Three Traps and a Preventive Posture for Parents

Laura Sandefer

December 27, 2014

It’s the beginning of the year and the Eagles are learning the processes and systems that will help them soar for the long haul. For parents, these early days can feel baffling and stressful. But hold tight. With each day that passes, your child is learning the ropes and will be able to teach you everything you need to know about Freedom Levels, Badges, and Journey Tracker before you can say “Pyramid of Intentionality.”

In the meantime, parents can get geared up to support their Eagles’ journeys by knowing the three trapsalong the road:

Resistance: All Eagles go through the doldrums now and then. But a real resistance to achieving goals becomes a fear-based habit that’s hard to break. The studio systems are built to send up a flare so Eagles don’t get so far down the road of resistance that there’s no easy way back to the path of progress.

Distraction: We embrace a laser-focused purpose for studio life at Acton Academy. It’s literally written on the walls. When an Eagle chooses to push or pull others away from our sacred purpose, the boundary systems kick in quickly. The nips and tugs Eagles experience as they cross boundaries will serve them well in the long run as they learn self-control and intentional decision-making.

Victimhood: Playing the part of a victim is the worst trap of all. Blaming others. Not taking responsibility for personal choices. Criticizing the rules, systems or processes without offering ideas or solutions. Saying, “It’s not fair.” Punching out angry emails rather than pondering possibilities. Through the Honor Code, studio contract, Eagle Bucks, and conflict resolution processes, our Eagles will learn to pull themselves out of this trap and move beyond it to accept responsibility and grow. That’s what heroes do.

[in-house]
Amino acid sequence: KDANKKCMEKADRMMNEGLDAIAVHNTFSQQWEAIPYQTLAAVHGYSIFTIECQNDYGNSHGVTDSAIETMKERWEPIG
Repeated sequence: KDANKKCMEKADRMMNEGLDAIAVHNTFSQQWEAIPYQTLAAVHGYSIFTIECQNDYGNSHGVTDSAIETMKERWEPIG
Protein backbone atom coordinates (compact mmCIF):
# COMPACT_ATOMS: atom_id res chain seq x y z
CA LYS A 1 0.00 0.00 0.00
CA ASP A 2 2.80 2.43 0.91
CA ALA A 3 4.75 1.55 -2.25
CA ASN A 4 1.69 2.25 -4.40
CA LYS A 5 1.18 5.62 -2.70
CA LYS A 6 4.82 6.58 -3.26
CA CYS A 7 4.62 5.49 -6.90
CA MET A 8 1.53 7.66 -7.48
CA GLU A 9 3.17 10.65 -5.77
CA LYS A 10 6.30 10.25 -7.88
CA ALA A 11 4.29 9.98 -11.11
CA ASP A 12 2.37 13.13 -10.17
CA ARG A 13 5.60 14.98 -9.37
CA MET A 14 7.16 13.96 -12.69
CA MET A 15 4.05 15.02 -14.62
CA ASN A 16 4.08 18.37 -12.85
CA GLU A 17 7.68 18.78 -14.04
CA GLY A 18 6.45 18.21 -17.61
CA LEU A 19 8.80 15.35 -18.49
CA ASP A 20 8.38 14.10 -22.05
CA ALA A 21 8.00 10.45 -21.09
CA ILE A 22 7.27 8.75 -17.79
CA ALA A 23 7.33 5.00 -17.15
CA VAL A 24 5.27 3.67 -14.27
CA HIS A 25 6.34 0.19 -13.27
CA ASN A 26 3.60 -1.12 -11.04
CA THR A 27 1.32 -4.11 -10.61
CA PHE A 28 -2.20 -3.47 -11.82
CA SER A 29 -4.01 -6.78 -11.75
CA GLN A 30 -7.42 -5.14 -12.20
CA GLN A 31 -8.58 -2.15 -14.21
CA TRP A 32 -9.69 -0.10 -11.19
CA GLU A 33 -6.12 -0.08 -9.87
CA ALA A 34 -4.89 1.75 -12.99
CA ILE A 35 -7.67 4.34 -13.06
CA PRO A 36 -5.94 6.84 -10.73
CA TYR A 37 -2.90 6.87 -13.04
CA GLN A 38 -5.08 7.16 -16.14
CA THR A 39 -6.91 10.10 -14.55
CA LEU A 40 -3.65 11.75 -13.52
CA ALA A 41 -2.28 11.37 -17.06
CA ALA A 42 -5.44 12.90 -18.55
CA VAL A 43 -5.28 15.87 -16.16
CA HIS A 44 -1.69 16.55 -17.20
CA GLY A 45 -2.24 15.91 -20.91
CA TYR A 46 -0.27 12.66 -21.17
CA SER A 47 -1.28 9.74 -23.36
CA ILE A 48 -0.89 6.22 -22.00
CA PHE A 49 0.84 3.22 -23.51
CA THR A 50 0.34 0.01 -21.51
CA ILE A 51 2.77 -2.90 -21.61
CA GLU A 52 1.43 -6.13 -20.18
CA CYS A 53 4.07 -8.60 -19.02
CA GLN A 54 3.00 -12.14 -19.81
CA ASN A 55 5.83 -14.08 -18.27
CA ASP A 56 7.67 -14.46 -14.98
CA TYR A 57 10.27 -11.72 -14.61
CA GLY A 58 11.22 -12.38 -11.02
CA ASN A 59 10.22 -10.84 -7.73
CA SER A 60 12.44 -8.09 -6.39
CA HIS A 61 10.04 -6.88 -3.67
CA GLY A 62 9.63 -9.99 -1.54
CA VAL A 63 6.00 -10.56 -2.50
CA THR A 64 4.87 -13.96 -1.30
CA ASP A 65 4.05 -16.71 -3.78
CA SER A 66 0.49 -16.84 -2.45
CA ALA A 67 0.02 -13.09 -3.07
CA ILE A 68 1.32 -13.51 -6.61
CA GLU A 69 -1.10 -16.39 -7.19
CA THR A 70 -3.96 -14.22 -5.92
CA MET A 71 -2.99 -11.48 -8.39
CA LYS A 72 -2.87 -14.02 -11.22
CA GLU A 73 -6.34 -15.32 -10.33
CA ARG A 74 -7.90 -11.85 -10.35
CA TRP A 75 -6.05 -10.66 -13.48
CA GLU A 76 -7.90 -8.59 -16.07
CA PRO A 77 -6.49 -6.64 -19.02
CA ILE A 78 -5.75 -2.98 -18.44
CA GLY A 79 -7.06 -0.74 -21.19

There is a powerful two-part mental posture we parents can hold to help our children from falling into these traps. (For those of us in the habit of defending on behalf of our children or blaming without questions, this posture will take time to practice – like getting flexible enough to touch our toes.) Practice holding these two things at once:

  1. Curiosity
  2. Open-mindedness

Rather than getting mad, defensive and blaming the school or others because your child lost an Eagle Buck or got an Honor Code violation or is in a low Freedom level, ask some open-minded questions of your Eagle with a sincerely curious heart: Why do you think that happened? Why is that process in place? What could you have done differently? What can you do to fix this?

And then send them back in the game. It’s the only way they’ll find their way out of the trap.

A few effective words to share as you encourage your Eagle: I’m curious how you are going to deal with this. This is hard and I trust you can do it. I can’t wait to watch you move forward. I believe in you. I love you.

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